This is the third book in the series published under the auspices of The World of Fine Wine magazine, the authors of the books also contributing writers to the magazine. I rate the magazine as the finest such publication on wine, with highly educational and intellectual content. So it was mandatory that I obtain the ‘Finest Wines of…” series, beginning with Champagne and Tuscany, published in 2009, and now the book on Bordeaux, published late last year.
James Lawther MW is the author, based in Bordeaux for fifteen years, and a contributing editor of Decanter as well as writer for a number of publications. The book is truly his selection of chateaux and properties that he considers worthy of inclusion as ‘Finest Producers’. On that count, the choices follow what is generally accepted as key, but he surprisingly omits a few that are highly regarded and known, such as Duhart-Milon, Lafon-Rochet and Magdelaine. But in the same vein, there are a number included that may be below the radar. I suppose that’s what makes the book so personal, and an insider’s view to what are rising stars.
The heart of the book is comprised of pen-portraits of the selected producers, and while brief and certainly not comprehensive in history and production detail, captures the essence of the properties and the owners and people behind the wines. To do this so successfully requires personal contact, and this is what Lawther shows. Some of the producers he knows better than others, of course. Lawther includes his tasting notes on vintages recently tried, and discusses releases of note. I like is clear, concise and down-to-earth comments on the various vintages of the wines, assessing successful and not-so-successful releases objectively.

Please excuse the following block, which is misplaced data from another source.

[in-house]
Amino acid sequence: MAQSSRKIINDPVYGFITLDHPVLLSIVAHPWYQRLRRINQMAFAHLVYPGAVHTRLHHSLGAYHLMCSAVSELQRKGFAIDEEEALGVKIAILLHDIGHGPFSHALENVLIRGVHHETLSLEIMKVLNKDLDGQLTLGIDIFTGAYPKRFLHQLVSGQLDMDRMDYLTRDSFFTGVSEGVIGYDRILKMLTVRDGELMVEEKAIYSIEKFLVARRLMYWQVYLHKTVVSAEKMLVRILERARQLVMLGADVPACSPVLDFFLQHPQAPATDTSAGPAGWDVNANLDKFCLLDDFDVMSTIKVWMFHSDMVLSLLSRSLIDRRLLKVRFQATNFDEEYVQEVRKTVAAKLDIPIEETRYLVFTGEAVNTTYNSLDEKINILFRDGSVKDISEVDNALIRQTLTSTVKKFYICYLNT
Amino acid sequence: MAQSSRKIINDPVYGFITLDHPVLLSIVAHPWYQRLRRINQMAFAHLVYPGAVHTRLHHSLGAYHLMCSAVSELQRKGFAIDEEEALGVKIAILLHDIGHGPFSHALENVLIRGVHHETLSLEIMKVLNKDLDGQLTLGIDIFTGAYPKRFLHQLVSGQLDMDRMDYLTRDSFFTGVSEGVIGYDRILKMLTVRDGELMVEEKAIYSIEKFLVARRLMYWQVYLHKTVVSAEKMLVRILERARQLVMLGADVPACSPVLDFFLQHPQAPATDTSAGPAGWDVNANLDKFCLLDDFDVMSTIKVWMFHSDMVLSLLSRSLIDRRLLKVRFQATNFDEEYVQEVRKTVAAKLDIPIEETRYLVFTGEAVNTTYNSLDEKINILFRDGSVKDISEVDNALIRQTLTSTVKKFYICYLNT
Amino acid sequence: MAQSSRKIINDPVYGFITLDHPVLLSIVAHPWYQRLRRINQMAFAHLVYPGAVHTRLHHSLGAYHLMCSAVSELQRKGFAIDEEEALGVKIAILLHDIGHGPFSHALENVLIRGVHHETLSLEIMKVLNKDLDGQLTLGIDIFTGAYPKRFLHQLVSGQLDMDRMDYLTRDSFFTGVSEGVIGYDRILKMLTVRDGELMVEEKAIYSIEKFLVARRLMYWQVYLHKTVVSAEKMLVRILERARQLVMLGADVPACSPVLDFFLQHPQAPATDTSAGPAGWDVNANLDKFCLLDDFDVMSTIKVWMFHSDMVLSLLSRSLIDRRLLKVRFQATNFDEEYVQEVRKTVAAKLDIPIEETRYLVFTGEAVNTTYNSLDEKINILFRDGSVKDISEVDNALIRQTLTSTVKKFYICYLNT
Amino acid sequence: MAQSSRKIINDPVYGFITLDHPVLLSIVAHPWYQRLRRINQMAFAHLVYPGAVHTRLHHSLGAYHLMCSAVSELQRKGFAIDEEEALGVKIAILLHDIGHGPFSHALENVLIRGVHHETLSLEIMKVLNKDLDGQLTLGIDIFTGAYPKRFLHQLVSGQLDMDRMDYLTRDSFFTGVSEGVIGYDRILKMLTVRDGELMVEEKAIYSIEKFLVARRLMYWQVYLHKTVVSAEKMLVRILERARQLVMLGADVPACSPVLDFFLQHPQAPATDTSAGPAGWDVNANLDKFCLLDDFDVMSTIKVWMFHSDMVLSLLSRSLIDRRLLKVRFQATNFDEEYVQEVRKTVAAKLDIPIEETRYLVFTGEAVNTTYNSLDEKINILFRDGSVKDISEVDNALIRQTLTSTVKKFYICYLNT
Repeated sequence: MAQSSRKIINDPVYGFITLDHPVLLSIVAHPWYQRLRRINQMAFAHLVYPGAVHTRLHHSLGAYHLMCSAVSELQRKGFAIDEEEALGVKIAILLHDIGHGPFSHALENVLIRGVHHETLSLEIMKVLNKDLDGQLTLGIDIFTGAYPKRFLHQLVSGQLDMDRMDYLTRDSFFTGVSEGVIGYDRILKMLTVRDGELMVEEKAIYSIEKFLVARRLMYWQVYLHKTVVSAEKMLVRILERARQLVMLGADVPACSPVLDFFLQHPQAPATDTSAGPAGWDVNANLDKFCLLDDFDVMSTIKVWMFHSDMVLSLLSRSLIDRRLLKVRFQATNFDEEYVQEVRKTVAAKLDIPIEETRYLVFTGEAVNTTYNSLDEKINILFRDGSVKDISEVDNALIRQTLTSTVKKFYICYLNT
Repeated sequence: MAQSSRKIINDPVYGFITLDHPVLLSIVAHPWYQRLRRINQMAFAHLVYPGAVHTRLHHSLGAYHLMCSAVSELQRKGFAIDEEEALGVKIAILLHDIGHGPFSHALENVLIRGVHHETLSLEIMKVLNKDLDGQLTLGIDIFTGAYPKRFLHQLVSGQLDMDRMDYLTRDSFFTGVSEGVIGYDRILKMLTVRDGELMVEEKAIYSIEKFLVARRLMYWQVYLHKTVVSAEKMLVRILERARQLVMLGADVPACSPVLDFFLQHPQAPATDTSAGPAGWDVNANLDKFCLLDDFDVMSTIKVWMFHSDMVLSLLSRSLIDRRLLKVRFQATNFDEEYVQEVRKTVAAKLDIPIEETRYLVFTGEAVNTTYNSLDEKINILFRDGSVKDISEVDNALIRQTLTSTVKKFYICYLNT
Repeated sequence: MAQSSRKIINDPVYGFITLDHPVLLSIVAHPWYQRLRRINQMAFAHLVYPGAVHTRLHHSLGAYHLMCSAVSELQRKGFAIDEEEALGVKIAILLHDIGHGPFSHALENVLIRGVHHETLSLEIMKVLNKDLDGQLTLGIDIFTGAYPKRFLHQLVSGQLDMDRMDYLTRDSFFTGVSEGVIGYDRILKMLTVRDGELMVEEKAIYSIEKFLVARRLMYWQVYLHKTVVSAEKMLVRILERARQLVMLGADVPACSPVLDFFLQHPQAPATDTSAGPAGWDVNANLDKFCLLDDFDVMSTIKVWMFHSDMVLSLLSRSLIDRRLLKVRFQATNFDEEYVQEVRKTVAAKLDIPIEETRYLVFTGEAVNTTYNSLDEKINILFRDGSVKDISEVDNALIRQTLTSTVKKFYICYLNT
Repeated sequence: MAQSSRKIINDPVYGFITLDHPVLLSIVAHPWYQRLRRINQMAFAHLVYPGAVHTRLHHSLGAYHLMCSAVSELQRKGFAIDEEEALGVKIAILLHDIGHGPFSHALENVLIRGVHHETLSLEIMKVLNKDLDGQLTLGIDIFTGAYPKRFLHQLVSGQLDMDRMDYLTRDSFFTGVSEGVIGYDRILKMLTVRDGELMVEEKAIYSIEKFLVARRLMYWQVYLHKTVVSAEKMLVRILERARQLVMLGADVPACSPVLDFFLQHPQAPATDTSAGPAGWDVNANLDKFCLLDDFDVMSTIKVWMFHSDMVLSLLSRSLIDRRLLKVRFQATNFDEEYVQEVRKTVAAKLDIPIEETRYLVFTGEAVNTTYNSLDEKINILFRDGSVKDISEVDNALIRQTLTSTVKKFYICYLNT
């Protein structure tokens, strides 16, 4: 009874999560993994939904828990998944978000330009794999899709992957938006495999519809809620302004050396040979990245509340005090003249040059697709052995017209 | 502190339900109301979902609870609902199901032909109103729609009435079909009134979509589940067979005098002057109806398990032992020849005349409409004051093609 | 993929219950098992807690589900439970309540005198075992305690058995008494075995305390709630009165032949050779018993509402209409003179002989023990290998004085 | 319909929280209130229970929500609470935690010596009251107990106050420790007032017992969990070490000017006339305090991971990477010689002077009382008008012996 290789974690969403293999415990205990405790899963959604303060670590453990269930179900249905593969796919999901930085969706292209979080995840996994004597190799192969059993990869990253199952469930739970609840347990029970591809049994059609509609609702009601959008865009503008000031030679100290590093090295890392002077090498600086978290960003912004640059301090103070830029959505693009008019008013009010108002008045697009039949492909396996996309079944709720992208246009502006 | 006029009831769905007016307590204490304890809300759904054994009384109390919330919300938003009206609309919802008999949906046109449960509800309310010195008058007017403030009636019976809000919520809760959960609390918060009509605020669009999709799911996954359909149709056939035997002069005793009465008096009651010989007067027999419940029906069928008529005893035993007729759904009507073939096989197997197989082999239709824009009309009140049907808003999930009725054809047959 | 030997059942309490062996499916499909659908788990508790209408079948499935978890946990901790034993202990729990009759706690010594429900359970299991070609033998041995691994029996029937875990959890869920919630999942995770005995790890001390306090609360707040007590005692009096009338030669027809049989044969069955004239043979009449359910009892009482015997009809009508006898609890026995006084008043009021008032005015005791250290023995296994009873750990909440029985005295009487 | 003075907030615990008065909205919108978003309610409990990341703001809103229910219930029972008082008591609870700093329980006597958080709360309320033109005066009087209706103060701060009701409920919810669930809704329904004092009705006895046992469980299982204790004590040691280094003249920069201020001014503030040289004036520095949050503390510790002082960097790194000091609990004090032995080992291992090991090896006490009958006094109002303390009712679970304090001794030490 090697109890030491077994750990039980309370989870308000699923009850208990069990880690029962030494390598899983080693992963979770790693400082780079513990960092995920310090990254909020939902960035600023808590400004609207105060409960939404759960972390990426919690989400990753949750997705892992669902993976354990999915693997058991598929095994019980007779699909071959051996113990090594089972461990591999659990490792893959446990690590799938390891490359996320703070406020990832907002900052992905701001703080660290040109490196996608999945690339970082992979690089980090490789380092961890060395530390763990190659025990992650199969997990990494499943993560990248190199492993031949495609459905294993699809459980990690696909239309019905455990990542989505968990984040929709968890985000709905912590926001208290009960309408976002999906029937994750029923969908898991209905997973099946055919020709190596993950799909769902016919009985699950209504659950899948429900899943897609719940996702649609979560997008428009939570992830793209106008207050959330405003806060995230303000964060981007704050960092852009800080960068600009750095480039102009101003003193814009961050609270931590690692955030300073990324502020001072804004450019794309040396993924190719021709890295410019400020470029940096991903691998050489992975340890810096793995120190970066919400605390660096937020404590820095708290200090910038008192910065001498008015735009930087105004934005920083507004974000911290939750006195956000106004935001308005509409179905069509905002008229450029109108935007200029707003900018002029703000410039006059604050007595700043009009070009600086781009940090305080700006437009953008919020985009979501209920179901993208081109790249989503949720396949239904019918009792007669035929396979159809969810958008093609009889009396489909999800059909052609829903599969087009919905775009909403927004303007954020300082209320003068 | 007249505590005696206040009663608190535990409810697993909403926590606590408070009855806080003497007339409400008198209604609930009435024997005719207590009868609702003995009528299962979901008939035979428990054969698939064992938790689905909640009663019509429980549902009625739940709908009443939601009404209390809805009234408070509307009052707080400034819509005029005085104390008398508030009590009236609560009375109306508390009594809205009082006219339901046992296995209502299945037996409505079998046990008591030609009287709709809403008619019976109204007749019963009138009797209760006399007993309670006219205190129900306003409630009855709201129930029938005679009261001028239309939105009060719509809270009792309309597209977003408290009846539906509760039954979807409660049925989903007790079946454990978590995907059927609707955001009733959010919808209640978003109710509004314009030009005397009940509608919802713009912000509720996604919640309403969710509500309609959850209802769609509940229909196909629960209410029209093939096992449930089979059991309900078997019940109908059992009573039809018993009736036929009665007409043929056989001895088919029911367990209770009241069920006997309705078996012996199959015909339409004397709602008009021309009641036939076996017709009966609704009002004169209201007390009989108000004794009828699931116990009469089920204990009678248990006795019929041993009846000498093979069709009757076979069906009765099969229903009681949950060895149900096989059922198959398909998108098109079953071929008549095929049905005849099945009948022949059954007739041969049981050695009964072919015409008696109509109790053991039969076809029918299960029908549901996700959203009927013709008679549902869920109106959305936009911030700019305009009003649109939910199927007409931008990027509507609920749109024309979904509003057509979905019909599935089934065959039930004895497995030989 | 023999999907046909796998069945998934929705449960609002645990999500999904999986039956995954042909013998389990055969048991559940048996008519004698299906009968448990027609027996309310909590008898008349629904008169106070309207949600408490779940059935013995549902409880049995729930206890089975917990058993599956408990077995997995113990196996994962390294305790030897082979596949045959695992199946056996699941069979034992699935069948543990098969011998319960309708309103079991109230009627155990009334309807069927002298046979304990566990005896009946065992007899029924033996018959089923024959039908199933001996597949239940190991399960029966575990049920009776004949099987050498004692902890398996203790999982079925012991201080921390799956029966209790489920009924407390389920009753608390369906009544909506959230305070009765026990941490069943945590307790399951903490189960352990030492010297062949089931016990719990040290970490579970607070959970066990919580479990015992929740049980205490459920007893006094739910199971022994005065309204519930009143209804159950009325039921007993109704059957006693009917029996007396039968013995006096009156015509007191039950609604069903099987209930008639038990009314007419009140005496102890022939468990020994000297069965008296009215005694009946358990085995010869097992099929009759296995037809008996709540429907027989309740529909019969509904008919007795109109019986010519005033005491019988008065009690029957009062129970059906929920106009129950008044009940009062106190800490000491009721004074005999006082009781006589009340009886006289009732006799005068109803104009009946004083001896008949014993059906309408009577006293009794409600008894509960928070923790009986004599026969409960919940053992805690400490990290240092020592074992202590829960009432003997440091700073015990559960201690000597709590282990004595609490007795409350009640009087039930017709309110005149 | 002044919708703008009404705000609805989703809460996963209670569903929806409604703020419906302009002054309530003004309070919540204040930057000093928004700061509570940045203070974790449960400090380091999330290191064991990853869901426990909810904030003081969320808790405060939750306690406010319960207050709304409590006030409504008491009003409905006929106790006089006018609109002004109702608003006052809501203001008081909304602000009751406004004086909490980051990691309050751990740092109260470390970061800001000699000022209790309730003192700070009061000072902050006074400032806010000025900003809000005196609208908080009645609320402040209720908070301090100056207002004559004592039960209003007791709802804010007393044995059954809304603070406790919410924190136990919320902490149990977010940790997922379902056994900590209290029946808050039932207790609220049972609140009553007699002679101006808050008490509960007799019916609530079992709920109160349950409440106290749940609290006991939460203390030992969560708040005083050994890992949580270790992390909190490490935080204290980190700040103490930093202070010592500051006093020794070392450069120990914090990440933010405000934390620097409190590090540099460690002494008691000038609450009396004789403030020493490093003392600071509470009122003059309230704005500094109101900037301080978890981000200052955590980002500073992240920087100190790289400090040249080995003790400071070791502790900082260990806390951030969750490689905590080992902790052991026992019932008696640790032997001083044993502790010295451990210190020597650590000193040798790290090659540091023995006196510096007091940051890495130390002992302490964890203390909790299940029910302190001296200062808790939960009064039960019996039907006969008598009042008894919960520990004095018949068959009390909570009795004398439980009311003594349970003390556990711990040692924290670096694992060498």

As with all of the books in the ‘Finest Wines of…” series, the introduction to the region with history, climate, soil, grapes, as well as viticulture and winemaking is covered well to provide a good base to understand the important aspects to allow an appreciation of the wines. This book on Bordeaux has also introduces the sub regions more than adequately, and provides a sound report of the vintages from 2009 to 1982, all that the relevant to the modern Bordeaux wine drinker. The photography of Jon Wyand as in the previous books in the series captures people and place especially well.
The book is not a fully-detailed, all-encompassing one on Bordeaux and its wines, nor does it pretend to be, but it is an excellent one that is as up-to-date as any book can be. The reader certainly gains a feeling for, and an understanding of the forces operating in the vignoble, and from it a sense of how the wines taste. I for one felt I gained from it, and believe I am more aware of what is happening there. Such, that I purchased some more Bordeaux wines for the cellar, classed-growth of course. And I have booked into an upcoming tasting of a range of wines from Bordeaux! James Lawther MW has succeeded in generating more enthusiasm in the wines of Bordeaux in me with his book, as I am sure it will with any reader.